One Day in DallasAAA editors suggest these activities for a great short vacation experience.
Morning Nab locally made garments, ceramics and jewelry in the Bishop Arts District, just southwest of downtown in Oak Cliff, the historic neighborhood where Bonnie Parker and Clyde Barrow met, Lee Harvey Oswald was captured and 7-Eleven originated. If you're an early riser, hit Café Brazil (611 N. Bishop Ave.) for coffee, or sleep in and treat yourself to a hearty French-inspired brunch at Boulevardier .
After breakfast, drive to one of the following AAA GEM attractions: the Dallas Zoo (650 S. R.L. Thornton Frwy.), Fair Park (2 mi. e. of downtown off I-30) or the Dallas Arboretum and Botanical Garden (8525 Garland Rd.). Furry fun awaits at the state's largest zoo, and Fair Park's entertaining educational facilities keeps groups busy for hours. The 66-acre Dallas Arboretum has more than a dozen display gardens and overlooks scenic White Rock Lake.
Afternoon Now that you've explored the Dallas outskirts, check out downtown. At the heart of the city is The Sixth Floor Museum at Dealey Plaza (411 Elm St.), a thought-provoking exhibit space preserving a painful moment in U.S. history: the 1963 assassination of President John F. Kennedy. After investigating Dealey Plaza, most sightseers head east to pay their respects to the fallen leader at the John Fitzgerald Kennedy Memorial (on Market Street, between Main and Commerce streets), a minimalist cenotaph designed by renowned American architect Philip Johnson.
From the JFK memorial, walk a few blocks east to Main and Ervay streets and look for the red awnings outside the oldest Neiman Marcus (1618 Main St.) in operation. Window browse at the high-end retailer's flagship store or peruse paintings and other inspirational works in the Downtown Dallas Arts District. The 19-block area at Ross Avenue and St. Paul Street encompasses several cultural gems, including the Dallas Museum of Art (1717 N. Harwood St.), the Nasher Sculpture Center (2001 Flora St.) and the Crow Collection of Asian Art (2010 Flora St.).
If you chose colorful frocks over vibrant brushstrokes, enjoy an elegant lunch at Neiman Marcus' fashionable eatery, the Zodiac Restaurant (1618 Main St.). Otherwise, check out Lone Star State staple Cane Rosso (2612 Commerce St.) for pasta dishes and Neopolitan pizza, or Dragonfly (2332 Leonard St.) for New American cuisine like tuna tacos and brisket sliders.
Evening If you want to get gussied up, make reservations for The French Room (1321 Commerce St.), one of the finest gastronomic experiences this side of the Mississippi. Located in The Adolphus hotel, the lavish restaurant dazzles the eyes with ornate décor, while classic, expertly prepared recipes arouse cultivated taste buds. For a dressed-down dinner, try cozy Mia's Tex-Mex Restaurant (4322 Lemmon Ave.), a family-run eatery that tips its ten-gallon hat south of the border. A few bites of Butch's Original Brisket Tacos and you'll understand why clued-in natives perpetually pack this low-key dining room.
Attend an event at the American Airlines Center (2500 Victory Ave.). Home to the NBA Mavericks and the NHL Stars, the well-appointed arena also welcomes an array of entertainers. For pre- or post-event cocktails, the surrounding Victory Park area (a developing playground for Dallas' “in crowd”) has a handful of nightspots, though visiting VIPs like Jamie Foxx and Justin Timberlake favor the pulsing lounges of the W Dallas Victory Hotel & Residences (2440 Victory Park Ln.). If you can't get tickets for an AAC event, barhop along Greenville or McKinney avenues or mingle with laid-back Dallasites in the Knox-Henderson area, where imaginative eateries cater to bohemian bellies.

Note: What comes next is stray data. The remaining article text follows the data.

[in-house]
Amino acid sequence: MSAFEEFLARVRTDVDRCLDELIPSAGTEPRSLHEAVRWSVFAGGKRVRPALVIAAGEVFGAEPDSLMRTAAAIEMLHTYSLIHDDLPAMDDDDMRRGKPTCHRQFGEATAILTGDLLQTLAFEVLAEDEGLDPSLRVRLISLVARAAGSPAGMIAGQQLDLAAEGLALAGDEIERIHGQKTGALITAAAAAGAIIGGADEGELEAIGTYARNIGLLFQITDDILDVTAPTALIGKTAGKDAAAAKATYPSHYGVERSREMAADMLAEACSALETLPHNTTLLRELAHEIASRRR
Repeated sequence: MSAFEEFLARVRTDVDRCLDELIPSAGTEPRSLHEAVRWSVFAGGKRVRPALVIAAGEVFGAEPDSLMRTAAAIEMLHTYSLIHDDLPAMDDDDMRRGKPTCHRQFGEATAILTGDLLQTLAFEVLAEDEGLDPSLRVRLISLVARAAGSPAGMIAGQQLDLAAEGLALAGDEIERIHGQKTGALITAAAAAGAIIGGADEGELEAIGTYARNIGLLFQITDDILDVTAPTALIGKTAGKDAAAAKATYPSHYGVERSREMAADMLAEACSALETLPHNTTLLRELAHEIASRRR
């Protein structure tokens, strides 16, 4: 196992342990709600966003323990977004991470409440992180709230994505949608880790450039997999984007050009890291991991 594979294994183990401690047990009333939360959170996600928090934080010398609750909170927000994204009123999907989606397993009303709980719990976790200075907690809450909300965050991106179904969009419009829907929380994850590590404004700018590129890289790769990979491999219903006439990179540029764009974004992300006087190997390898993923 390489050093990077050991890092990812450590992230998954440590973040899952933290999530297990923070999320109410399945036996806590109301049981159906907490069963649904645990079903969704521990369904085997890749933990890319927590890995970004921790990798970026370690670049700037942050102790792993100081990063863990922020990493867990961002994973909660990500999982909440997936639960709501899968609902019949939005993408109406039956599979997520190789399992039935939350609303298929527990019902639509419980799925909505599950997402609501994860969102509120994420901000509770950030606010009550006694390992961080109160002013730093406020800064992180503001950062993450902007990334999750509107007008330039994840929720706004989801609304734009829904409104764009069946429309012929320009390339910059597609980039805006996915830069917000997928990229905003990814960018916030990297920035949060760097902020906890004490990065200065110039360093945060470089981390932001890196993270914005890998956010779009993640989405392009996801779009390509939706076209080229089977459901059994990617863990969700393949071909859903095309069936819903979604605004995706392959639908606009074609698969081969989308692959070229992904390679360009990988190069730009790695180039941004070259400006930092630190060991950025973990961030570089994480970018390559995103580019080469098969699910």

AAA’s in-person hotel evaluations are unscheduled to ensure the inspector has an experience similar to that of members. To pass inspection, all hotels must meet the same rigorous standards for cleanliness, comfort and hospitality. These hotels receive a AAA Diamond designation that tells members what type of experience to expect.
Municipalities may impose additional rates of up to 2 percent on the statewide 6.25 percent sales tax. Sales tax in the city of Dallas is 8.25 percent; rates vary in the suburbs. The hotel occupancy tax is 13 percent.
Time and Temperature
Baylor University Medical Center, (214) 802-0111 or (800) 422-9567; Doctors Hospital at White Rock Lake, (214) 324-6100; Medical City Dallas Hospital, (972) 566-7000; Methodist Dallas Medical Center, (214) 947-8181; UT Southwestern University Hospital–St. Paul, (214) 645-5555.
325 N. St. Paul St. Dallas, TX 75201. Phone:(214)571-1000 or (800)232-5527
Dallas/Fort Worth International Airport
Hertz, (972) 453-4600 or (800) 654-3131, at Dallas/Fort Worth International Airport, offers discounts to AAA members.
Amtrak's Union Station is at 400 S. Houston St. For train schedule and ticket information, phone (214) 653-1101 or (800) 872-7245.
The Greyhound Lines Inc. bus station, (214) 849-6831 or (800) 231-2222, is at 205 S. Lamar St.; five other bus lines depart from this address.
Taxis are metered. The initial charge is $2.25 plus $1.80 for the first mile. Rates are then $1.80 for each additional mile, and $2 for each additional passenger. Taxis leaving from the airport charge an additional $5 departure fee. Yellow Cab, (214) 426-6262, is the main company serving the area.
The Dallas Area Rapid Transit System (DART) provides light-rail and bus service in the area. Two-hour passes are $2.50 for local routes and $3.50 for system routes including all DART buses and trains. Day passes are $5 for local routes and $7 for system routes. A 7-day pass is available. Exact change is required. Phone (214) 979-1111.